• Need for concomitant surgery requiring an abdominal incision, use of graft material in the anterior compartment, or any use of synthetic graft material
  • Enrollment in other urinary incontinence trials including SISTEr/E-SISTEr or BE-DRI/E-BE-DRI
  Contacts and Locations
Choosing to participate in a study is an important personal decision. Talk with your doctor and family members or friends about deciding to join a study. To learn more about this study, you or your doctor may contact the study research staff using the Contacts provided below. For general information, see Learn About Clinical Studies.

Please refer to this study by its ClinicalTrials.gov identifier: NCT00325039

Locations
United States, Alabama
University of Alabama
Birmingham, Alabama, United States, 35294
United States, California
Kaiser Permanente
San Diego, California, United States, 92110
University of California
San Diego, California, United States, 92103
United States, Illinois
Loyola University Medical Center
Maywood, Illinois, United States, 60153
United States, Maryland
University of Maryland
Baltimore, Maryland, United States, 21201
United States, Michigan
Oakwood Hospital/Cancer Center
Dearborn, Michigan, United States, 48123
William Beaumont Hospital
Royal Oak, Michigan, United States, 48123
United States, Pennsylvania
University of Pittsburgh
Pittsburgh, Pennsylvania, United States, 15213
United States, Texas
University of Texas Southwestern
Dallas, Texas, United States, 75390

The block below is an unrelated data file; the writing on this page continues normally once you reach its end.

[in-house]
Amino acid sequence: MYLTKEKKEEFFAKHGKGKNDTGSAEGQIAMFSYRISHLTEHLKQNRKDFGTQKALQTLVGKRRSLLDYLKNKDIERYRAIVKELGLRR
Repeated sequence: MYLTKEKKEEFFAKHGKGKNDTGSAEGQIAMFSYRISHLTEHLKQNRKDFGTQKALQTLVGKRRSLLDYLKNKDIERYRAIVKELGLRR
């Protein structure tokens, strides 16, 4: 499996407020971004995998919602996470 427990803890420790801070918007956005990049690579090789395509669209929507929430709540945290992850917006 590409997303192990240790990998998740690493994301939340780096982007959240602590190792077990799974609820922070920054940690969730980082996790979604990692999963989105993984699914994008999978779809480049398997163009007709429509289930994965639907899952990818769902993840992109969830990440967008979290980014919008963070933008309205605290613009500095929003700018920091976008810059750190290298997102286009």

University of Texas Health Sciences Center
San Antonio, Texas, United States, 78229-3900
United States, Utah
University of Utah
Salt Lake City, Utah, United States, 84132
Sponsors and Collaborators
New England Research Institutes
Investigators
Study Chair: Ann Gormley, M.D. Dartmouth-Hitchcock Medical Center
  More Information

Additional Information:
Publications:

Additional publications automatically indexed to this study by ClinicalTrials.gov Identifier (NCT Number):
Responsible Party: New England Research Institutes
ClinicalTrials.gov Identifier: NCT00325039     History of Changes
Other Study ID Numbers: DK58229
Study First Received: May 10, 2006
Results First Received: March 26, 2012
Last Updated: December 12, 2013
Health Authority: United States: Federal Government

Keywords provided by New England Research Institutes:
Urinary Incontinence, Stress
Surgery

Additional relevant MeSH terms:
Urinary Incontinence
Lower Urinary Tract Symptoms
Signs and Symptoms
Urination Disorders
Urologic Diseases
Urological Manifestations

ClinicalTrials.gov processed this record on November 19, 2014